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Book Launch: Tuahine Sisters of Porangahau

Book Launch: Tuahine Sisters of Porangahau

Tariana Turia, Co-leader of the Maori Party

Saturday 10 November 2007

If I was a singer, I would start today with one of the waiata from Tangihaku, the work created by sisters Rangitunoa and Whirimako Black, along with their mother, Anituatua.

Their poignant lyrics take us on a journey back through generations of Ngai Tuhoe and of Ngati Kahungunu – along with Ngati Tuwharetoa, Ngati Ranginui, Te Whakatohea, Te Whanau-a-Apanui, Te Arawa, and Ngati Awa.

Just as he taonga puoro talks to the acoustic guitar, the poem connect the days gone by with those of today and tomorrow.

It is such a song that rings out from Tuahine, Sisters of Porangahau.

Songs of sadness, of exhilarating joy, of miracles and misery.

Debutante dances, hopscotch on the dirt road, potato patterns on paper which were dipped in cochineal.

Kapa haka or haka boogie at the marae; gin and tonic at the House on Pooh Corner; preserved beetroot and salted green beans.

Memories which burst forth from the pages of a book I simply couldn’t put down.

Tuahine, Sisters of Porangahau, has everything and more that we would expect our sisters to provide.

For me, the memories of my own sisters – my cousins Rebecca, Girlie and May, came pouring back as the sisters of Porangahau came alive.

I thought of the way they protected me, standing up for me at school to establish our place in the playground battles of the day. They nurtured me from harm, taking their role as tuakana so seriously that to this day I know they watch over me.

Our tuakana are the ones who remind us of our rangatira legacy, the whakapapa which bears our tribal memory, our history.

For Ngati Kere and Ngati Manuhiri that legacy lingers through the influence and mana of the Ropiha sisters, Hirani and Keita.

Their portraits – both in finest European clothing but Hirani wearing her taonga, Keita beautiful in her ta moko - express the strength, the dignity and the presence that has clearly come down the line.

Their legacy is evident in the words and memories of their descendants, but also, uniquely, in the ancestral house of Te Poho o Kahungunu II. Piri Sciascia describes this legacy with the words ‘he tohu maioha, he karanga mateoha’ – the embrace of love that calls to succeeding generations to fulfil their proud tradition.

Tradition, legacy, the past wrapping itself around the present, also comes streaming through the stories of the Sargisson sisters and the three beautiful Sebley Sisters, as their lives tell us of the magic of Porangahau in the late nineteenth century.

The tales of the Sargissons are tinged with tragedy - the early death of Eva through epileptic convulsions; the loss of brother Ric who died from the wounds of Gallipoli in 1915; the struggle to survive both before and during the Depression.

The Sebley girls, Doris, Kath and Mavis also had their fair share of tribulations including the death of two brothers from the war and the 1918 flu, and hints of a husband having trouble with the drink.

But what unites both the Sargissons and the Sebleys to in fact all the nineteen groups of sisters in this wonderful book, is a very simple plaque which rests on the grave of two of the daughters of Doris, Joan and Barbara. It reads, No Porangahau raua - they are from Porangahau.

We move into the twentieth century with the arrival of Maymorn, Roma, Raina, Pat and Kere Ropiha who lived within what they describe as ‘a community of kids’ – cherished by aunts who were the providers of ‘goodies’; going to the beach and camping, the races and party mates.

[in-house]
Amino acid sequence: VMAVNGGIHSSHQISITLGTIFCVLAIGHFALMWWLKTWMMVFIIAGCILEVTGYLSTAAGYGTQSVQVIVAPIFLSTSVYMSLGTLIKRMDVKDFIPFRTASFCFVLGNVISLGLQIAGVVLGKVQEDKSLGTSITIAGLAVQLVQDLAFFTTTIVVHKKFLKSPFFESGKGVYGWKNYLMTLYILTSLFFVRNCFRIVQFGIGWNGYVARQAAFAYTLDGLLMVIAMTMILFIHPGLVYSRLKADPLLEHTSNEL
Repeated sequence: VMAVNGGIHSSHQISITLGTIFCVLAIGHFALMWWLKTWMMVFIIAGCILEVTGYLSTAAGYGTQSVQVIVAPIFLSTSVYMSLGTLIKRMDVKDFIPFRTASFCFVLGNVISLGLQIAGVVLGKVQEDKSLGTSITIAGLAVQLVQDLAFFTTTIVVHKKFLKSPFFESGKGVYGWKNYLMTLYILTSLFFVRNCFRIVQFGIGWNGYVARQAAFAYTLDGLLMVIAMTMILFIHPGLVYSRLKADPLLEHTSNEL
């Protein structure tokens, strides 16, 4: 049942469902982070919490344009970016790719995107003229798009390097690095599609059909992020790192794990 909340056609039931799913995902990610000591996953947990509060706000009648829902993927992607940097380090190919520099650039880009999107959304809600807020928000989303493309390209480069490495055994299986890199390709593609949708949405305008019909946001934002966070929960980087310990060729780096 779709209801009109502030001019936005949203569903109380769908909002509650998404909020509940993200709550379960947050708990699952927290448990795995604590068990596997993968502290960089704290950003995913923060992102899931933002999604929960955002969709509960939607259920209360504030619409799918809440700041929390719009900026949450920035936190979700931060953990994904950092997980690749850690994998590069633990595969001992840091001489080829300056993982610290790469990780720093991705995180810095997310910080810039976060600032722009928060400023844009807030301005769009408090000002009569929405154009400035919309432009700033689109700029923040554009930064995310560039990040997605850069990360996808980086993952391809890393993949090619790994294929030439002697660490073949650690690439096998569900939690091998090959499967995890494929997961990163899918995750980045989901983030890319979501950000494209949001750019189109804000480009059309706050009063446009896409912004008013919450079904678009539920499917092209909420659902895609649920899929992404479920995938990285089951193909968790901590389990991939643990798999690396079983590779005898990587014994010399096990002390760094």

Out of the pages come the Kuru and the Hutana cousins; the chore of separating the cream from the milk; proper table etiquette, national representative hockey tournaments; the wonder of the Elna sewing machine, polishing and grading the eggs, the Sitrling sisters from Bluff, Hukarere, golf, tennis, and the bustle of community devotion.

One wonders how there was ever time to sleep with the service dedicated to the Country Women’s Institute, the Maori Women’s Welfare league, the Anglican Church and all that was involved.

But the world also extended past Porangahau; beyond Waipukurau to the Great Wall of China, to Canada, California, Rome, Hawai’i and the opening of Te Maori at San Francisco.

The Stoddard Sisters brought the world of Scotland back to Porangahau – Peg, Gina, Isabel and Agnes recounting with delight the wonder of the wee house on Cook’s Tooth Road. No electricity, little money but a sparkling kitchen, using a darning needle to clean between the floorboards and black-leading the stove.

Those were the days of dancing in the Hall; New Year at Porangahua beach; the Mangaorapa Social Club at the woolshed – complete with badminton, table tennis and indoor bowls.

The stories of the Douglas and the Cutbush sisters start from the 1920s and tell us of lives full of work – hauling water from the creek, chopping wood, milking cows, scrubbing the house, doing the laundry, cooking - a roster of outside jobs, inside jobs, daily jobs, weekly jobs, fortnightly jobs. It made me tired just reading!

Reading about baking day was agony in words – coconut buns, butterfly cakes, sultana and coconut cakes, kisses, blackberry picking all described with glee. Those were the days of great resourcefulness – Gwen plants potatoes from the peelings; rag dolls made of calico; knitted golly wogs.

The Drower Sisters and the Hobsons take off in the thirties – letting off steam from wartime days by a good gallop over sand hills and to the beach, boarding days at Iona, dressing up in tartan skirts, berets and off for a highland dance, complete with a chook’s feather.

Hilary and Pam Dean reminded me of the challenge of the long drop festooned with spiders (Big Ones). Pony club featured large in the memories, gymkhanas, A and P shows, the rolling hills, bush, scrub and river of Tangaruhe.